HC Deb 24 July 1946 vol 426 cc7-8W
44. Mr. Sorensen

asked the Secretary of State for the Colonies what contingent plans exist regarding supplies of bananas from West Africa and from other Colonies; what are the main business concerns dealing with the export of this fruit to this country; what is the estimated volume and financial value of this trade relating to this country during the next few years and the percentages controlled by each of the main firms; and to what extent production has been restored to its prewar level.

Mr. George Hall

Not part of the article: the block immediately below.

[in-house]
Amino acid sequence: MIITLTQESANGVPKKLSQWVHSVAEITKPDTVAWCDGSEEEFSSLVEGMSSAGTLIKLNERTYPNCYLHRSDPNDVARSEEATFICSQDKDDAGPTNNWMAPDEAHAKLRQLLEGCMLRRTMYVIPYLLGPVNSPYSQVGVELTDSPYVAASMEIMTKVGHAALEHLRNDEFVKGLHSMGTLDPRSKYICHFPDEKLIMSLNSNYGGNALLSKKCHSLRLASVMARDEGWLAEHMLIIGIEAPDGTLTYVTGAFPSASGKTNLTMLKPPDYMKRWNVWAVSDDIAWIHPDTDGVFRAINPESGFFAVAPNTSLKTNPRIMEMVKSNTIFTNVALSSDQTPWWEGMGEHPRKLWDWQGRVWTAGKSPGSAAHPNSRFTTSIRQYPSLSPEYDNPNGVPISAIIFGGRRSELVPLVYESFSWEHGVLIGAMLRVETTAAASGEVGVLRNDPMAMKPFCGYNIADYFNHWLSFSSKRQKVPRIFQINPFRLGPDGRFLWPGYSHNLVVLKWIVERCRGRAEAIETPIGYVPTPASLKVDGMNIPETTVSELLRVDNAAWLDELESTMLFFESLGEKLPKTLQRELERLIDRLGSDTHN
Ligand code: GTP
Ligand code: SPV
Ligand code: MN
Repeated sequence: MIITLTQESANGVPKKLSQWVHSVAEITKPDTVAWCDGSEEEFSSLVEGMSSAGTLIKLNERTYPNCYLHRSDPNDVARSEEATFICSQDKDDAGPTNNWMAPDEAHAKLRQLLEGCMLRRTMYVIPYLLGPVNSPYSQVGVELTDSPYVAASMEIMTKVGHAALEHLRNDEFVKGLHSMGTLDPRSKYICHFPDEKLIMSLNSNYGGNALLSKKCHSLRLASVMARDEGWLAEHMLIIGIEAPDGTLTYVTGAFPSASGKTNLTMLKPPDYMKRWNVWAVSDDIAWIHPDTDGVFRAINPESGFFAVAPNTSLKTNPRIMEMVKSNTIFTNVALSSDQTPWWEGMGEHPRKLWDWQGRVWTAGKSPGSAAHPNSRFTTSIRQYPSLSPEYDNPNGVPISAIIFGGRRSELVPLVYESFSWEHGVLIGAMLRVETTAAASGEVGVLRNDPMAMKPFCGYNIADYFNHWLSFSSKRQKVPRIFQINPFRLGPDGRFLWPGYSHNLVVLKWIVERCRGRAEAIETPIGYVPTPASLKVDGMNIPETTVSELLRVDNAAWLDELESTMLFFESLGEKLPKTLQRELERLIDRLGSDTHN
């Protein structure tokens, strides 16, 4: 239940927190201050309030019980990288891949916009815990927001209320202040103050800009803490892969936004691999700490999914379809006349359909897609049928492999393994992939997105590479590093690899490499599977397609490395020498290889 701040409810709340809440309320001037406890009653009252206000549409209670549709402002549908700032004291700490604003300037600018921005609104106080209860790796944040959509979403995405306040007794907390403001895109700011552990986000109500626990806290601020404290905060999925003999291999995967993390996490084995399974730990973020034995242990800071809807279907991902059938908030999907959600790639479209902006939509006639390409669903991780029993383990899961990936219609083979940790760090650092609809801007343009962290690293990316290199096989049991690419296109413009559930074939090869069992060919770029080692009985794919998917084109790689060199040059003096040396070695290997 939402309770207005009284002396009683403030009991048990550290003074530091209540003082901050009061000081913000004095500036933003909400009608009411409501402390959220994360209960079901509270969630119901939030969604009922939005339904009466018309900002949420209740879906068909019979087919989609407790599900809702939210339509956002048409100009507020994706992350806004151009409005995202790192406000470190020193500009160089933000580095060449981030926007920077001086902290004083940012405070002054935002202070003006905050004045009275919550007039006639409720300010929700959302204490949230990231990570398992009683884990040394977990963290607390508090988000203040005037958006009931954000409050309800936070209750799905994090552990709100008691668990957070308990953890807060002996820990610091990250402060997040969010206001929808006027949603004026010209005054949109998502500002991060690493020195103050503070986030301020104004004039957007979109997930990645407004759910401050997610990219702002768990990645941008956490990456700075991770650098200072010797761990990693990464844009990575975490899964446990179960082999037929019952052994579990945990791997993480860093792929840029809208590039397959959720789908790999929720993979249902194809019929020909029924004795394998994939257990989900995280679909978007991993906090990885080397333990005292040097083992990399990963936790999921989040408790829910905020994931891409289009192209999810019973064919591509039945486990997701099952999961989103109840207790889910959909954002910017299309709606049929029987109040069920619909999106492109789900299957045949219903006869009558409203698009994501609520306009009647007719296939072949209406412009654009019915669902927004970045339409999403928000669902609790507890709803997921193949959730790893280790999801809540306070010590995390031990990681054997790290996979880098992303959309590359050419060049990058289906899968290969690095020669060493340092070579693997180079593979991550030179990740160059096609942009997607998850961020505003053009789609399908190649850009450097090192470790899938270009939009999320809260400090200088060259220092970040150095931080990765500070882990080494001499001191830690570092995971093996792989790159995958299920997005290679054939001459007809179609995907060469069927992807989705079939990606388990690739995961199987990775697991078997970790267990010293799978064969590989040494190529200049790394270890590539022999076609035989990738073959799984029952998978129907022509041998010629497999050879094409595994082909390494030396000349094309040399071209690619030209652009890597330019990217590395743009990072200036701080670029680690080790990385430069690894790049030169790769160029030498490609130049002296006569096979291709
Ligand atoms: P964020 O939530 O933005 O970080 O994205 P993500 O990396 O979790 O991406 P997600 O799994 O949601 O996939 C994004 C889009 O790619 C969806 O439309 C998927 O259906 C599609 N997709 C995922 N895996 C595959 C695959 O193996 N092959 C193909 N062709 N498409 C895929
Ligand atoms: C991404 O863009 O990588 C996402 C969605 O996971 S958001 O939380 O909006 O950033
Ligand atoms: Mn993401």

Although bananas are grown as local food in most tropical Colonies, substantial export industries exist only in Jamaica, the British Cameroons and Fiji. Cameroons shipments went mostly to the Continent before the war, whilst Fiji's main markets were in New Zealand and Australia. The total export trade prewar was in the region of 400,000 tons per annum of which 75 per cent. came from Jamaica and 15 per cent. from the Cameroons. Shipments of Jamaica and Cameroons bananas to the United Kingdom are at present made by the Government of Jamaica and by the Custodian of Enemy Property in the Cameroons respectively. The former arranges sales to the Ministry of Food through the agencies of Elders and Fyffes Limited and the Jamaica Banana Producers' Association Limited who handle 80 per cent. and 20 per cent. respectively of the trade and are paid a fixed commission by the Jamaica Government. The agency employed by the Custodian of Enemy Property in the Cameroons is Elders and Fyffes Limited. Production for export in Jamaica this year will be in the region of six million stems (compared with the peak prewar figure of 20 million stems). Some 25 per cent. will be shipped to Canada and the balance to the United Kingdom under the arrangements referred to above. The value of United Kingdom shipments will be in the region of £2¼ million. It is hoped that in the next year or two Jamaican exports will exceed 10 million stems, but it is impossible to give any estimate of value of prospective shipments to the United Kingdom. Only one shipload of Cameroons bananas has so far been made this year and owing to damage done by a tornado last March further shipments are unlikely until next year. It is in any case estimated that the potential production has dropped to about 60 per cent. of the prewar level. Long term marketing arrangements are still under consideration both in Jamaica and in the Cameroons. I am not yet able to make a statement on the former, but as regards the Cameroons I would refer my hon. Friend to the statement which I made in the House on 9th July to the effect that the formation of a Government sponsored organisation to operate the ex-German plantations in the Cameroons was under consideration.